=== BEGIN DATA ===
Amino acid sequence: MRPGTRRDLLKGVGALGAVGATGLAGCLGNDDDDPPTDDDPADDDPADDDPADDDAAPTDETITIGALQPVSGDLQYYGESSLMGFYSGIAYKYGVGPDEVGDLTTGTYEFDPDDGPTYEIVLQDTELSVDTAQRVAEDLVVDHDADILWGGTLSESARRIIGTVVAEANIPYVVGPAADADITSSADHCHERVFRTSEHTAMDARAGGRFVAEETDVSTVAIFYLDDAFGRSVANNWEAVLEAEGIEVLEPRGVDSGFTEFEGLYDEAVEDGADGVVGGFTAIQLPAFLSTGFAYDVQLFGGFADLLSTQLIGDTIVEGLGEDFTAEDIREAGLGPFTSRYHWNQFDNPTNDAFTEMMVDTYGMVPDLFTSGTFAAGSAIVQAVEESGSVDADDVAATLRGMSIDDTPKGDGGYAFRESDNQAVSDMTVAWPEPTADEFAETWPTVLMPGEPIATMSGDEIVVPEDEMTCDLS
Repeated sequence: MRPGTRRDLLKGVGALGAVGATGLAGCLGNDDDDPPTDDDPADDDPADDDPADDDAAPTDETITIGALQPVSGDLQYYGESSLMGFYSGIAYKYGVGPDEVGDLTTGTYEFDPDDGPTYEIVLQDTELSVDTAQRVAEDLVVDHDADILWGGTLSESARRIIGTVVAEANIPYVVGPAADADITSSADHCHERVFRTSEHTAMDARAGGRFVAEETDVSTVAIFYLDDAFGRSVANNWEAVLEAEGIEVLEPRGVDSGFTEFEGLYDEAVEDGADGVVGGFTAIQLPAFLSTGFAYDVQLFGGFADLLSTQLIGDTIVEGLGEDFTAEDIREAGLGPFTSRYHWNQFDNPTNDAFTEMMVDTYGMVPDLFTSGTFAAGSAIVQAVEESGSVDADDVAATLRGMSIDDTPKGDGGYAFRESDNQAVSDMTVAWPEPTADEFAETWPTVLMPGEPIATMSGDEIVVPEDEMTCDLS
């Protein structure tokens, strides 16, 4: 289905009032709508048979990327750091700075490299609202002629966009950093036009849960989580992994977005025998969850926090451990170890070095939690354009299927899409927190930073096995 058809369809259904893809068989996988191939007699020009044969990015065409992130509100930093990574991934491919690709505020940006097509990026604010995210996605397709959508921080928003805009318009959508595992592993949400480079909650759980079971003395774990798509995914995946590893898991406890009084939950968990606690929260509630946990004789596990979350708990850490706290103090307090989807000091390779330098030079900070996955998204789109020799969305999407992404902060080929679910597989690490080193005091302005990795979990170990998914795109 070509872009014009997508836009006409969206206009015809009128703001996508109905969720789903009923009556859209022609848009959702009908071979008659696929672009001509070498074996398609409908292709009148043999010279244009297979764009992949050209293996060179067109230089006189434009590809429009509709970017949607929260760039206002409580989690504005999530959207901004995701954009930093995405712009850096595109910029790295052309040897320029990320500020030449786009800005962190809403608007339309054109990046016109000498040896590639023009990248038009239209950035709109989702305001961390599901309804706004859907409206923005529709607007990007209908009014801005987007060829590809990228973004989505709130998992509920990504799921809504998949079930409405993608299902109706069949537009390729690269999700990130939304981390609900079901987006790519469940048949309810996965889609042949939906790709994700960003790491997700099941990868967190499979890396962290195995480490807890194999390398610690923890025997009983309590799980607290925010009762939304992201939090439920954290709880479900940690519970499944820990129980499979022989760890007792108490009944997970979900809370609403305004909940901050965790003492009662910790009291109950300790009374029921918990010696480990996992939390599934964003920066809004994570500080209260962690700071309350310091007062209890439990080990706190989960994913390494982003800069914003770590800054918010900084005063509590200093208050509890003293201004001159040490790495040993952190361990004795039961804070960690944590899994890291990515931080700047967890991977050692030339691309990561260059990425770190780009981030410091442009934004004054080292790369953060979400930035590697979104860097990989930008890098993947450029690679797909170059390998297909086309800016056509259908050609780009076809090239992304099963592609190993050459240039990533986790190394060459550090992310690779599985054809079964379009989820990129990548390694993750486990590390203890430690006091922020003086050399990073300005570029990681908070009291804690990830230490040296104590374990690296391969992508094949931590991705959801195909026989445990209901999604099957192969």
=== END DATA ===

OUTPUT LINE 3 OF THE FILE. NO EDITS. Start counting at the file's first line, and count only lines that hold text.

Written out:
């Protein structure tokens, strides 16, 4: 289905009032709508048979990327750091700075490299609202002629966009950093036009849960989580992994977005025998969850926090451990170890070095939690354009299927899409927190930073096995 058809369809259904893809068989996988191939007699020009044969990015065409992130509100930093990574991934491919690709505020940006097509990026604010995210996605397709959508921080928003805009318009959508595992592993949400480079909650759980079971003395774990798509995914995946590893898991406890009084939950968990606690929260509630946990004789596990979350708990850490706290103090307090989807000091390779330098030079900070996955998204789109020799969305999407992404902060080929679910597989690490080193005091302005990795979990170990998914795109 070509872009014009997508836009006409969206206009015809009128703001996508109905969720789903009923009556859209022609848009959702009908071979008659696929672009001509070498074996398609409908292709009148043999010279244009297979764009992949050209293996060179067109230089006189434009590809429009509709970017949607929260760039206002409580989690504005999530959207901004995701954009930093995405712009850096595109910029790295052309040897320029990320500020030449786009800005962190809403608007339309054109990046016109000498040896590639023009990248038009239209950035709109989702305001961390599901309804706004859907409206923005529709607007990007209908009014801005987007060829590809990228973004989505709130998992509920990504799921809504998949079930409405993608299902109706069949537009390729690269999700990130939304981390609900079901987006790519469940048949309810996965889609042949939906790709994700960003790491997700099941990868967190499979890396962290195995480490807890194999390398610690923890025997009983309590799980607290925010009762939304992201939090439920954290709880479900940690519970499944820990129980499979022989760890007792108490009944997970979900809370609403305004909940901050965790003492009662910790009291109950300790009374029921918990010696480990996992939390599934964003920066809004994570500080209260962690700071309350310091007062209890439990080990706190989960994913390494982003800069914003770590800054918010900084005063509590200093208050509890003293201004001159040490790495040993952190361990004795039961804070960690944590899994890291990515931080700047967890991977050692030339691309990561260059990425770190780009981030410091442009934004004054080292790369953060979400930035590697979104860097990989930008890098993947450029690679797909170059390998297909086309800016056509259908050609780009076809090239992304099963592609190993050459240039990533986790190394060459550090992310690779599985054809079964379009989820990129990548390694993750486990590390203890430690006091922020003086050399990073300005570029990681908070009291804690990830230490040296104590374990690296391969992508094949931590991705959801195909026989445990209901999604099957192969």